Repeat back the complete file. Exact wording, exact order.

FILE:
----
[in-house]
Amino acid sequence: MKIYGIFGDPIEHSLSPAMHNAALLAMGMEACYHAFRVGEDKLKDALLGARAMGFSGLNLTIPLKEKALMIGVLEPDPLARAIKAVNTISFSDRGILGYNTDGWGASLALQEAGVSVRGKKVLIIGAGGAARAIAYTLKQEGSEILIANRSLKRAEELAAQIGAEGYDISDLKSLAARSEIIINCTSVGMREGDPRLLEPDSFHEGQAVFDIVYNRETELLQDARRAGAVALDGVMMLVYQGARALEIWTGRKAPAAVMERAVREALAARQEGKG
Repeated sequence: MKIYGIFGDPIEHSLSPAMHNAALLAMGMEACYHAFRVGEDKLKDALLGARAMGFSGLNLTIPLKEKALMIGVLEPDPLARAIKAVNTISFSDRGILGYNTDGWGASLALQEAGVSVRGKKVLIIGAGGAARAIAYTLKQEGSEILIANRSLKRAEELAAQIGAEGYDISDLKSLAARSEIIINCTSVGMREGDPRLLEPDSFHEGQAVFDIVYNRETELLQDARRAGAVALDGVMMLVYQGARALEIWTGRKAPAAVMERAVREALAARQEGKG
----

[in-house]
Amino acid sequence: MKIYGIFGDPIEHSLSPAMHNAALLAMGMEACYHAFRVGEDKLKDALLGARAMGFSGLNLTIPLKEKALMIGVLEPDPLARAIKAVNTISFSDRGILGYNTDGWGASLALQEAGVSVRGKKVLIIGAGGAARAIAYTLKQEGSEILIANRSLKRAEELAAQIGAEGYDISDLKSLAARSEIIINCTSVGMREGDPRLLEPDSFHEGQAVFDIVYNRETELLQDARRAGAVALDGVMMLVYQGARALEIWTGRKAPAAVMERAVREALAARQEGKG
Repeated sequence: MKIYGIFGDPIEHSLSPAMHNAALLAMGMEACYHAFRVGEDKLKDALLGARAMGFSGLNLTIPLKEKALMIGVLEPDPLARAIKAVNTISFSDRGILGYNTDGWGASLALQEAGVSVRGKKVLIIGAGGAARAIAYTLKQEGSEILIANRSLKRAEELAAQIGAEGYDISDLKSLAARSEIIINCTSVGMREGDPRLLEPDSFHEGQAVFDIVYNRETELLQDARRAGAVALDGVMMLVYQGARALEIWTGRKAPAAVMERAVREALAARQEGKG